Sierra Leone picks president, yearns for economic turnaround

Sierra Leoneans voted Wednesday in a general election to pick a new president, with many craving economic change and a boost to living standards in one of the world's poorest countries.

Dozens of people joined queues at a polling station visited by AFP in the capital, Freetown, as early as 3 am, four hours before the vote kicked off.

First-time voter Joseph Kargbo, 18, said his mother had ordered him to vote for the opposition Sierra Leone People's Party (SLPP), which has promised free universal education - a key campaign issue.

"I just want to have change in our community and government," he told AFP.

"My mum can't pay the school fees, and the SLPP said when they come to power they will make primary and secondary education free," he added, showing off an index finger marked with ink-proof he had cast his ballot.

President Ernest Bai Koroma, who cannot run again after consecutive five-year terms, has anointed former foreign minister Samura Kamara as his successor for the ruling All Peoples Party (APC).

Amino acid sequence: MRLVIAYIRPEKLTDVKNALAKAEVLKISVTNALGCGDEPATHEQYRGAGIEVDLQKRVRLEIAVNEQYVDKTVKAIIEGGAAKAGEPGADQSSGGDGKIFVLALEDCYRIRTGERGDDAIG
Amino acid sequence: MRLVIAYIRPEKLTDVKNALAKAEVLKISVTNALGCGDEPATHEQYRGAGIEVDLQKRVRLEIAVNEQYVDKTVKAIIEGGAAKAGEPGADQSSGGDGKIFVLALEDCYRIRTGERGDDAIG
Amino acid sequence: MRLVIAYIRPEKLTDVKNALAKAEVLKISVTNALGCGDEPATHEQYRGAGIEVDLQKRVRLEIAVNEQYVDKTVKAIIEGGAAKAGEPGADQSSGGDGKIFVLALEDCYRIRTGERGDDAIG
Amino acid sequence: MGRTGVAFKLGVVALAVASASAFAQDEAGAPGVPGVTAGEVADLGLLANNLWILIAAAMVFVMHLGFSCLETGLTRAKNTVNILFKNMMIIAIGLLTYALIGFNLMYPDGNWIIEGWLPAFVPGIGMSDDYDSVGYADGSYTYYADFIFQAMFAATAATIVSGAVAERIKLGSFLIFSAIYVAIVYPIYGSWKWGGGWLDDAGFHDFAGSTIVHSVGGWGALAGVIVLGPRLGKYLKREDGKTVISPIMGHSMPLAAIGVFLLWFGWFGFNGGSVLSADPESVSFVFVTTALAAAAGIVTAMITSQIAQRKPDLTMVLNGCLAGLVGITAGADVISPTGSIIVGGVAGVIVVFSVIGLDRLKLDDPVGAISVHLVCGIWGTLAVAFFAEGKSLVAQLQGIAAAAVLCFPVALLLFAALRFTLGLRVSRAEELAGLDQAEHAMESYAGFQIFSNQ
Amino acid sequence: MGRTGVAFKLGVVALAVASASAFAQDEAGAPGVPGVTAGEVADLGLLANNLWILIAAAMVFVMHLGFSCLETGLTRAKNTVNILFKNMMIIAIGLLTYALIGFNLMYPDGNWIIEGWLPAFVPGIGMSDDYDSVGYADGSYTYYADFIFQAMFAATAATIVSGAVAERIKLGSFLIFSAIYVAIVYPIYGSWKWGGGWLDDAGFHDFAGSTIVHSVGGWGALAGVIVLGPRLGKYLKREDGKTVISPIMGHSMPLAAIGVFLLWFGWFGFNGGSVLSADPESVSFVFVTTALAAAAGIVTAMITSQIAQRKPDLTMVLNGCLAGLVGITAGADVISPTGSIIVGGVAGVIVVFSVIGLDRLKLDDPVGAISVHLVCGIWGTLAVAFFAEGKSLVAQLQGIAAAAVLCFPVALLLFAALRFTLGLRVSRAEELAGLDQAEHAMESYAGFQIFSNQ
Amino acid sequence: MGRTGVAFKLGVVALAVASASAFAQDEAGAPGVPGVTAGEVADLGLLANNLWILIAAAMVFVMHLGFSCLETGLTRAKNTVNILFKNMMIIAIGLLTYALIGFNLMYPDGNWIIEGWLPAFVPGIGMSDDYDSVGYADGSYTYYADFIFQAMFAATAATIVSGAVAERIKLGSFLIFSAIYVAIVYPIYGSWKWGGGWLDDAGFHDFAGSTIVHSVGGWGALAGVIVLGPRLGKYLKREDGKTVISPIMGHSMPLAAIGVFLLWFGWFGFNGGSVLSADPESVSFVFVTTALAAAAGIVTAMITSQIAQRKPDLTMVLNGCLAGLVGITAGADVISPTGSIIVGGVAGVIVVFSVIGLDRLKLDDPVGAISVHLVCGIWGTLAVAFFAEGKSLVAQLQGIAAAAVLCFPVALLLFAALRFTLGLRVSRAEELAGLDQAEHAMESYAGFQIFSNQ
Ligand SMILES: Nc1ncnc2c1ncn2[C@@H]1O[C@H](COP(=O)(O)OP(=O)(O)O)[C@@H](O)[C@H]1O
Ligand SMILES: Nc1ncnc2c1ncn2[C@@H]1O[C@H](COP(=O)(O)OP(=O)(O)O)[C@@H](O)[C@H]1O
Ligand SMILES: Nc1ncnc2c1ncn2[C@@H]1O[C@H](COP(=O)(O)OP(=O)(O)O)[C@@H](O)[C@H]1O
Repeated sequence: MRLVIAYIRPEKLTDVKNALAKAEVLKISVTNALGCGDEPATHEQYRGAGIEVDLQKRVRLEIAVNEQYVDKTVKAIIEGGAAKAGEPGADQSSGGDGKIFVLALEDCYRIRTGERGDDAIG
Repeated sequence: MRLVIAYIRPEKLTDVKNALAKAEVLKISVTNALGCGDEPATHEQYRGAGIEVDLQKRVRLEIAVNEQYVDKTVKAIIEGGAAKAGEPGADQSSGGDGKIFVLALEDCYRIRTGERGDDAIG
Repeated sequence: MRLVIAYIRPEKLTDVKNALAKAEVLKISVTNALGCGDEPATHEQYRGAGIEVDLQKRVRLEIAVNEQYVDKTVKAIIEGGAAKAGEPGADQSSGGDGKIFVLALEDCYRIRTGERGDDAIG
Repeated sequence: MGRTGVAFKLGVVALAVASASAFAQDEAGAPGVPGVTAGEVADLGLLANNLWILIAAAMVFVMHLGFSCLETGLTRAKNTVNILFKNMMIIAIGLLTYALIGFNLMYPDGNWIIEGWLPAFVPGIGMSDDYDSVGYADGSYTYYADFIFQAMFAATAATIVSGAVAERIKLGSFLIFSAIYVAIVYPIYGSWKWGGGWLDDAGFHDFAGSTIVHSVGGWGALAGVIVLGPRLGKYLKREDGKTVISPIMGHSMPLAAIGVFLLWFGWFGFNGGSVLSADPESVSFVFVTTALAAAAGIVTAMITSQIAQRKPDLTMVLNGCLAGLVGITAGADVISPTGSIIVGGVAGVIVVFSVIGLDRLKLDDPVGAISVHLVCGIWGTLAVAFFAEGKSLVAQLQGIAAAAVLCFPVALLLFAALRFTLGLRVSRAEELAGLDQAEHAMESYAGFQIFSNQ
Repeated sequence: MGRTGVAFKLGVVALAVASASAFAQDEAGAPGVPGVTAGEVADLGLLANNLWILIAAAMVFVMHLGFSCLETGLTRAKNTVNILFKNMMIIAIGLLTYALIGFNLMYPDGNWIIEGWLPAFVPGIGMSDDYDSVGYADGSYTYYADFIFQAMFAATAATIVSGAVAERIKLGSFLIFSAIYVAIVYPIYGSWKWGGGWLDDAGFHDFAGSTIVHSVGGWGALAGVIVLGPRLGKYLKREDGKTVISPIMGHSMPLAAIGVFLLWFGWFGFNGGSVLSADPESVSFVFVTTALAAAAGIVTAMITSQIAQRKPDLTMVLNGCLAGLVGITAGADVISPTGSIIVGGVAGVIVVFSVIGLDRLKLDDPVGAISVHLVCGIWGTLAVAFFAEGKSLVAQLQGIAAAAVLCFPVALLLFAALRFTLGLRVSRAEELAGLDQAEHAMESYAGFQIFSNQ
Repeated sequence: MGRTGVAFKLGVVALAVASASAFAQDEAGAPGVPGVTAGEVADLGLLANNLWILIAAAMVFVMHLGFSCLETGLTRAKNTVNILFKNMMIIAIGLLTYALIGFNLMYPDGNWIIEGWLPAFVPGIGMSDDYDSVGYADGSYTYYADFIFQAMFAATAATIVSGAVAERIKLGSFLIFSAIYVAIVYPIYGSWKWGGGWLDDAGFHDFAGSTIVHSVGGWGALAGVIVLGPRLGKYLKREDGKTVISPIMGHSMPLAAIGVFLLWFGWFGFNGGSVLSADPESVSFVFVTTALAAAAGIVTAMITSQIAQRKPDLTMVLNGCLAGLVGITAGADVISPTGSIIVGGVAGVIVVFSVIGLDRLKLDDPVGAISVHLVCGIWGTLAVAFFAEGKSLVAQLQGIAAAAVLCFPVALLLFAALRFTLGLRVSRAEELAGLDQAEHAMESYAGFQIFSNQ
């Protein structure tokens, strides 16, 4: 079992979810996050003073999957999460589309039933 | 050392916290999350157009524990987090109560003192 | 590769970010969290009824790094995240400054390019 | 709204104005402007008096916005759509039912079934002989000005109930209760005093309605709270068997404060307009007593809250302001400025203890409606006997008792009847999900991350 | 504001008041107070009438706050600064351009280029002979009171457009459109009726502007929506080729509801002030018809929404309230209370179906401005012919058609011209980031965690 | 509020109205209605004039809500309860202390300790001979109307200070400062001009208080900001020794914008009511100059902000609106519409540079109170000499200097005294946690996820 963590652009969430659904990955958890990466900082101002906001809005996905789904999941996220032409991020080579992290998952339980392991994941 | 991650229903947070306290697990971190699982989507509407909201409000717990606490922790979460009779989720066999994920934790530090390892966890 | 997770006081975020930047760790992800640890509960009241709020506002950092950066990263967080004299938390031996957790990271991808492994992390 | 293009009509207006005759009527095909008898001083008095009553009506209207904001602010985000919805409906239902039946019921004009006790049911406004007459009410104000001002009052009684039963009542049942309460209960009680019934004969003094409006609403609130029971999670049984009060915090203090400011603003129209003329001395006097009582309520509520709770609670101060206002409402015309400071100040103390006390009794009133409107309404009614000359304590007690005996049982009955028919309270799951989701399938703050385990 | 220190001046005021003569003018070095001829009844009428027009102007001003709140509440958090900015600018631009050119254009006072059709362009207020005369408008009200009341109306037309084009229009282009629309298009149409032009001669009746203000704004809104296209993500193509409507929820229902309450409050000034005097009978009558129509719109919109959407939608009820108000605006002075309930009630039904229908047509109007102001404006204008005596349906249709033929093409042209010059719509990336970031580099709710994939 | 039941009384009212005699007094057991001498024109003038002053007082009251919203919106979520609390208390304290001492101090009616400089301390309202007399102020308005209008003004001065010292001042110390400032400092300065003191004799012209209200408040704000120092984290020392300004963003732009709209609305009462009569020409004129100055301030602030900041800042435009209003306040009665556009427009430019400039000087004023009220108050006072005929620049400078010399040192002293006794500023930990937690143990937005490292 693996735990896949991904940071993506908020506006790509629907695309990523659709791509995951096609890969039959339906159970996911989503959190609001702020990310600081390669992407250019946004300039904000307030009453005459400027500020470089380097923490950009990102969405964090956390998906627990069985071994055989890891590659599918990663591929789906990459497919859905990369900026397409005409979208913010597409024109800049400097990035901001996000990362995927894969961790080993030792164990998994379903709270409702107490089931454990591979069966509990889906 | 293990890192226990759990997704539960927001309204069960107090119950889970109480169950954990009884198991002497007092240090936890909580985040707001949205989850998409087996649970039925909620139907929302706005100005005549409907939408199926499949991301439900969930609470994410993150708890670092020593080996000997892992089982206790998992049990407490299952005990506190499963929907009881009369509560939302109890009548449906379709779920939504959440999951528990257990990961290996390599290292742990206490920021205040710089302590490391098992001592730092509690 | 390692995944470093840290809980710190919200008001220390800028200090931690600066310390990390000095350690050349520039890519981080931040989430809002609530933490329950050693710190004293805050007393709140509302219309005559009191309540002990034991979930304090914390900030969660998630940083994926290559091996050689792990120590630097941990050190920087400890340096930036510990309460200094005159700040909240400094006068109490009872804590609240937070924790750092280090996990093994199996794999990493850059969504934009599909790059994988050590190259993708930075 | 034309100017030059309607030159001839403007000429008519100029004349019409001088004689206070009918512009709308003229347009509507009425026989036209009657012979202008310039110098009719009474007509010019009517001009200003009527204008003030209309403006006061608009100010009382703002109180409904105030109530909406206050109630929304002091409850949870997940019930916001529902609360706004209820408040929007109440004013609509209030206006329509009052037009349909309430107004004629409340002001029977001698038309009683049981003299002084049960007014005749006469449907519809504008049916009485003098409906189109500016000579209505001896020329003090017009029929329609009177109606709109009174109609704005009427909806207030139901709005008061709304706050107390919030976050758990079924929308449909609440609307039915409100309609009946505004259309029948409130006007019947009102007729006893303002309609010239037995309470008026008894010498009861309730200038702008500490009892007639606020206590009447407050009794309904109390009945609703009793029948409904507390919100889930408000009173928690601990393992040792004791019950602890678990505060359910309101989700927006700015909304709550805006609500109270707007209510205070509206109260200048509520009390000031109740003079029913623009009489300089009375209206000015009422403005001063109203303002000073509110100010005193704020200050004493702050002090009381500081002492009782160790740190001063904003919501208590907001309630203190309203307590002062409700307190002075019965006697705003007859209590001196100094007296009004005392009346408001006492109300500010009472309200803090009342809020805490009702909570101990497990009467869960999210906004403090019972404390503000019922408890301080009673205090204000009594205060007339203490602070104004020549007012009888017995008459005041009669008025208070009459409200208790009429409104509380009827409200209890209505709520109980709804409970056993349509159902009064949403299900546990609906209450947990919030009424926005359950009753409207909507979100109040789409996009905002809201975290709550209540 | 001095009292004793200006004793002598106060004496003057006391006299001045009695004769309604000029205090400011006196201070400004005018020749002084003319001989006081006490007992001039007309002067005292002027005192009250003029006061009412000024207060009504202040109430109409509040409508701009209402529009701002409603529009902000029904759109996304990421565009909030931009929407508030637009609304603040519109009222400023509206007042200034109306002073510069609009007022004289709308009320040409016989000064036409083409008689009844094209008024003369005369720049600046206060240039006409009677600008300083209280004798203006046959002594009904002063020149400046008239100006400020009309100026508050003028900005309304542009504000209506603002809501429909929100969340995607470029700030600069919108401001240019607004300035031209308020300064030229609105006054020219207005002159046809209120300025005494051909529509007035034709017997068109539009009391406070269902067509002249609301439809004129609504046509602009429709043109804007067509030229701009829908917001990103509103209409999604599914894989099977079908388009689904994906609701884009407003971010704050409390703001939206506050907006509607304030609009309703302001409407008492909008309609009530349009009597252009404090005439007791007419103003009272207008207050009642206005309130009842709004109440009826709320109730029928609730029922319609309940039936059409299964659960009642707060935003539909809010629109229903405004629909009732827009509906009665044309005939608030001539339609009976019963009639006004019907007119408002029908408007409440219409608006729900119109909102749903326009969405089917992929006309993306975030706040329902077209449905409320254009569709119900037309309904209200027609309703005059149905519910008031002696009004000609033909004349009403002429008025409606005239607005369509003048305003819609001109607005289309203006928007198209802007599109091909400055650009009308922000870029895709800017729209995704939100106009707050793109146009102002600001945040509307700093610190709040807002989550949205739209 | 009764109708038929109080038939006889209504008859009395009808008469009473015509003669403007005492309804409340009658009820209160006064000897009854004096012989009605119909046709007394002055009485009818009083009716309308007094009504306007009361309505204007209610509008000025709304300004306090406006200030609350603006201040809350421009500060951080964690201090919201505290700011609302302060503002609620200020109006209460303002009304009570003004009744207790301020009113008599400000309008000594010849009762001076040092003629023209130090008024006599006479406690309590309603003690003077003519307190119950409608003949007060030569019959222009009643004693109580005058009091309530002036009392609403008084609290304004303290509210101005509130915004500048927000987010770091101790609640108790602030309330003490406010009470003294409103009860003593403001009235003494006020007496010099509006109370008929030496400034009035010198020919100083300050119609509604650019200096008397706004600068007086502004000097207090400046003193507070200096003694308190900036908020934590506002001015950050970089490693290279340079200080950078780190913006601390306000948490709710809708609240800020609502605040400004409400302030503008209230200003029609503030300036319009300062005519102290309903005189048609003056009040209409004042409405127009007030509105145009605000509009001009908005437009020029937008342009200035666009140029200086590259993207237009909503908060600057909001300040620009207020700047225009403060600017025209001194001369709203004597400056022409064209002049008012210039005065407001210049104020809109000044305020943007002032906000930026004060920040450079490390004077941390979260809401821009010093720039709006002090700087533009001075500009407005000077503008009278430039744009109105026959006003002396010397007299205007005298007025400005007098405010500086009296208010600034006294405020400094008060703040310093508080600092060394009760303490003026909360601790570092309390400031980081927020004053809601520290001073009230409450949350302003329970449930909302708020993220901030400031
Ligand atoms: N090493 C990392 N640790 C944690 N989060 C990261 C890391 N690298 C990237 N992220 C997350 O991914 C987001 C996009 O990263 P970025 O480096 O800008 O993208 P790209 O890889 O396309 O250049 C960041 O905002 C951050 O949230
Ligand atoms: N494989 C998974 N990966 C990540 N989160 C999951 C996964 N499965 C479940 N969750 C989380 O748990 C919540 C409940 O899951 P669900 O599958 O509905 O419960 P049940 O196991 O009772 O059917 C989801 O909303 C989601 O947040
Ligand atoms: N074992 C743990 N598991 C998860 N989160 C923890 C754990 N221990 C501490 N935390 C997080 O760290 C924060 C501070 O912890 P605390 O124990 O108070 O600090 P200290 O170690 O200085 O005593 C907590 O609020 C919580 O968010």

The export-dependent economy of the mineral-rich but impoverished country is in a dire state following the 2014-16 Ebola crisis and a commodity price slump that has driven away foreign investors.

Mohamed Conteh, chief commissioner of the National Election Commission, had said Tuesday that electoral authorities were "committed to conducting credible elections."

More than 3.1 million voters are registered for the polls. Partial tallies are expected within 48 hours and complete results within two weeks.

Kamara campaigned on continuity rather than change. "I am (Koroma's) biggest legacy," he told AFP at the final APC rally on Monday. "I need to sustain what he has achieved... and build on it."

The SLPP has retained the same candidate, Julius Maada Bio, who lost to Koroma in 2012. The National Grand Coalition, headed by former UN diplomat Kandeh Yumkella, is challenging the two-party system by appealing to young and better educated urban voters less likely to vote along regional and ethnic lines.


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